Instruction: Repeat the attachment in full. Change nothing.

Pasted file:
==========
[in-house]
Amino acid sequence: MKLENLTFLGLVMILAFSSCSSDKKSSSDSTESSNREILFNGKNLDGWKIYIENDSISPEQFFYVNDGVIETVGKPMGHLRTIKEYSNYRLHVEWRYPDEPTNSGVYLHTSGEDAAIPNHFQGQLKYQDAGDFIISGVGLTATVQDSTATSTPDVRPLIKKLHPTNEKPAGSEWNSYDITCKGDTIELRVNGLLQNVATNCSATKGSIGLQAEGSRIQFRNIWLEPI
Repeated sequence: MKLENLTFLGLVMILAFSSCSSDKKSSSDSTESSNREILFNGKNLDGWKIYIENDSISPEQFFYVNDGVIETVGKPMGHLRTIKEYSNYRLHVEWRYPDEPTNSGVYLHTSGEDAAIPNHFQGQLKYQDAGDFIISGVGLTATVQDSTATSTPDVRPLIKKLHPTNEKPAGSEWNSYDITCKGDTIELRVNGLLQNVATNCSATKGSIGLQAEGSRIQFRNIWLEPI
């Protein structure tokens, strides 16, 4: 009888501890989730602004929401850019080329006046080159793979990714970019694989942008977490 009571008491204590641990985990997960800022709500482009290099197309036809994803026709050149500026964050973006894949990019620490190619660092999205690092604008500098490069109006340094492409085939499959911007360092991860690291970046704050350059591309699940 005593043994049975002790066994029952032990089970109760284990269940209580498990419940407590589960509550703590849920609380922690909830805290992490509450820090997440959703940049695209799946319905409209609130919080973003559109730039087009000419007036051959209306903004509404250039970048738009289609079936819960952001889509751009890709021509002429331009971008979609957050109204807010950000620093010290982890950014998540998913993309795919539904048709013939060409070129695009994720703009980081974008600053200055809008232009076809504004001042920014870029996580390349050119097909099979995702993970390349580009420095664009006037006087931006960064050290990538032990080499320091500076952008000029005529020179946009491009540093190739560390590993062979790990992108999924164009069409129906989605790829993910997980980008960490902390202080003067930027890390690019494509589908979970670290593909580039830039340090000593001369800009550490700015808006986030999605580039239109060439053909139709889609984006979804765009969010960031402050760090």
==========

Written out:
[in-house]
Amino acid sequence: MKLENLTFLGLVMILAFSSCSSDKKSSSDSTESSNREILFNGKNLDGWKIYIENDSISPEQFFYVNDGVIETVGKPMGHLRTIKEYSNYRLHVEWRYPDEPTNSGVYLHTSGEDAAIPNHFQGQLKYQDAGDFIISGVGLTATVQDSTATSTPDVRPLIKKLHPTNEKPAGSEWNSYDITCKGDTIELRVNGLLQNVATNCSATKGSIGLQAEGSRIQFRNIWLEPI
Repeated sequence: MKLENLTFLGLVMILAFSSCSSDKKSSSDSTESSNREILFNGKNLDGWKIYIENDSISPEQFFYVNDGVIETVGKPMGHLRTIKEYSNYRLHVEWRYPDEPTNSGVYLHTSGEDAAIPNHFQGQLKYQDAGDFIISGVGLTATVQDSTATSTPDVRPLIKKLHPTNEKPAGSEWNSYDITCKGDTIELRVNGLLQNVATNCSATKGSIGLQAEGSRIQFRNIWLEPI
């Protein structure tokens, strides 16, 4: 009888501890989730602004929401850019080329006046080159793979990714970019694989942008977490 009571008491204590641990985990997960800022709500482009290099197309036809994803026709050149500026964050973006894949990019620490190619660092999205690092604008500098490069109006340094492409085939499959911007360092991860690291970046704050350059591309699940 005593043994049975002790066994029952032990089970109760284990269940209580498990419940407590589960509550703590849920609380922690909830805290992490509450820090997440959703940049695209799946319905409209609130919080973003559109730039087009000419007036051959209306903004509404250039970048738009289609079936819960952001889509751009890709021509002429331009971008979609957050109204807010950000620093010290982890950014998540998913993309795919539904048709013939060409070129695009994720703009980081974008600053200055809008232009076809504004001042920014870029996580390349050119097909099979995702993970390349580009420095664009006037006087931006960064050290990538032990080499320091500076952008000029005529020179946009491009540093190739560390590993062979790990992108999924164009069409129906989605790829993910997980980008960490902390202080003067930027890390690019494509589908979970670290593909580039830039340090000593001369800009550490700015808006986030999605580039239109060439053909139709889609984006979804765009969010960031402050760090």